Joe Biden: The former vice president's opening answer was shaaaaaky. And it was made all the worse given that the question was an absolute softball: How did he feel about being attacked by Trump? In the middle hour of the debate, Biden found his footing; his answer on why he wanted to be president and why he was singularly ready to do the job was his best answer of the entire debate season. But then things turned. New Jersey Sen. Cory Booker scored with a hit on Biden's equivocation on the legalization of marijuana. ("I thought you might have been high when you said it," Booker joked, to roars of laughter from the crowd.) And Biden committed something he is known for: An unforced error. In talking about domestic violence, he said that people have to just keep "punching" at the problem. I know what he meant. But that was definitely a poor choice of words. And then another: He said he had the support of the only black woman elected to the Senate. Except that he forgot that Harris was on the stage. "Proud to be the second Black woman elected to the U.S. Senate. #DemDebate," tweeted Harris shortly after. (Biden appeared to be referring to former Illinois Sen. Carol Moseley Braun, the first black woman elected to the Senate -- though not the only one. Moseley Braun is a strong Biden supporter.)

Health care: The issue that has been decisive in each of the last four elections (at least) is health care. It also happens to be the issue on which the four front-runners -- Buttigieg, Biden, Warren and Sanders -- disagree most clearly. So why then did we only have a few minutes of the debate dedicated to it? And none of the differences between the candidates -- "Medicare for All" or not -- were litigated in any meaningful way. Huh?

Tom Steyer: Quick, name something the billionaire said in the debate. Right. Same. And that's the problem. Steyer and his campaign had to be thrilled that Biden somewhat inexplicably picked a fight with him about his involvement in the coal industry, but that fight sort of fizzled before it ever really got started. Steyer isn't going anywhere -- he's got lots of money and is willing to spend it -- but he really needs to find a way to make an impression. And he didn't do it Wednesday night.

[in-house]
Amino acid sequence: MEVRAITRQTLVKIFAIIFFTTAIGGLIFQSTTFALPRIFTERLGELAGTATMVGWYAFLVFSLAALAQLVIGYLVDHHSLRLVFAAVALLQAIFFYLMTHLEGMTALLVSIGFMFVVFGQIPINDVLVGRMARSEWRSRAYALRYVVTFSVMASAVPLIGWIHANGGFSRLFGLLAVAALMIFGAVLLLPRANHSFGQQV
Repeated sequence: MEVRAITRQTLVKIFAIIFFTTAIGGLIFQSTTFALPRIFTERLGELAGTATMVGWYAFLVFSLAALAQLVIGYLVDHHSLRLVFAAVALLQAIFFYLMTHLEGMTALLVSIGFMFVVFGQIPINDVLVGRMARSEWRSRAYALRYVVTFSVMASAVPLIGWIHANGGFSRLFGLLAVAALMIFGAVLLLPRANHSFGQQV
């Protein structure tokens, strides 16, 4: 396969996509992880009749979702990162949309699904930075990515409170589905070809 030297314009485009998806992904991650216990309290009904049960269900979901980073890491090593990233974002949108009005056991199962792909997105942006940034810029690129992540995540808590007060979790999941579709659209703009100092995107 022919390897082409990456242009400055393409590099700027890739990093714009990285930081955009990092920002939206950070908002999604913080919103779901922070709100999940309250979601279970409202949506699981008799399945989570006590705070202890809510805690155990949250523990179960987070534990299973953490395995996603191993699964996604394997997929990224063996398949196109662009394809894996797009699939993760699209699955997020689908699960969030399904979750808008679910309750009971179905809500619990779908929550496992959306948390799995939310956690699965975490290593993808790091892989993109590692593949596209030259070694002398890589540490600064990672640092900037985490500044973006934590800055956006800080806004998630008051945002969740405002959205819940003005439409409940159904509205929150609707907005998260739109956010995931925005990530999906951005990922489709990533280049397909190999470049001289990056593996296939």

Indiana Coronavirus Cases

Data is updated nightly.

Cases: 590211

Reported Deaths: 9310
CountyCasesDeaths
Marion815581297
Lake44306666
Allen31919541
Hamilton28371304
St. Joseph26766371
Elkhart24098341
Vanderburgh18643213
Tippecanoe17422121
Johnson14496284
Porter14399160
Hendricks13870241
Madison10561212
Vigo10483171
Clark10240130
Monroe9076108
Delaware8836132
LaPorte8771155
Howard7897138
Kosciusko787277
Warrick643890
Hancock638797
Bartholomew626694
Floyd6150105
Wayne5933157
Grant5818110
Dubois544372
Boone534367
Morgan516291
Marshall494184
Henry493664
Cass471760
Noble460557
Dearborn458444
Jackson414745
Shelby402179
Lawrence380575
Clinton364539
Gibson356556
DeKalb337363
Montgomery334851
Harrison328542
Knox327839
Miami309843
Steuben306340
Adams295235
Whitley294125
Wabash293045
Ripley292345
Putnam284847
Huntington283557
Jasper282433
White267538
Daviess261672
Jefferson250738
Fayette242348
Decatur242182
Greene233360
Posey232326
Wells229447
LaGrange224161
Clay217932
Scott216937
Randolph208340
Jennings192535
Sullivan189031
Spencer181917
Fountain179725
Washington177118
Starke171341
Jay162821
Owen159537
Fulton159229
Carroll152115
Orange151433
Rush149918
Perry147227
Vermillion144933
Franklin143433
Parke12908
Tipton128232
Pike113625
Blackford107522
Pulaski95237
Newton89421
Brown85530
Benton84310
Crawford7579
Martin70013
Warren6587
Switzerland6205
Union6113
Ohio4677
Unassigned0374

Ohio Coronavirus Cases

Data is updated nightly.

Cases: 826754

Reported Deaths: 10200
CountyCasesDeaths
Franklin97493705
Cuyahoga821781012
Hamilton61350439
Montgomery41700399
Summit33399726
Lucas30111597
Butler29721228
Stark24811400
Warren18917139
Lorain18086212
Mahoning16758335
Lake15365135
Clermont15160104
Delaware1382177
Licking12679132
Trumbull12401302
Fairfield1218480
Greene11631133
Medina11128165
Clark10608264
Wood9964154
Allen9511126
Portage8867105
Miami886573
Richland8790116
Marion7319113
Tuscarawas7142174
Columbiana7085124
Pickaway702850
Wayne6781164
Muskingum671242
Erie5886118
Hancock537890
Ross530287
Scioto519662
Geauga483555
Darke457589
Ashtabula439068
Lawrence432651
Union430628
Mercer424287
Sandusky421862
Seneca413555
Auglaize412759
Huron410338
Shelby410221
Jefferson403366
Belmont395640
Washington372040
Putnam364672
Athens36369
Madison339329
Knox336522
Ashland331738
Fulton325943
Defiance319278
Crawford313268
Preble311534
Brown296619
Logan292729
Ottawa282134
Clinton279043
Williams270166
Highland262418
Jackson256943
Guernsey241725
Champaign240927
Fayette225529
Morrow22294
Perry221318
Holmes218662
Henry210247
Hardin204133
Coshocton197420
Van Wert196644
Gallia190926
Wyandot190549
Adams165615
Pike164116
Hocking163423
Carroll149516
Paulding139021
Noble117840
Meigs103221
Monroe95629
Harrison8568
Morgan79128
Vinton67113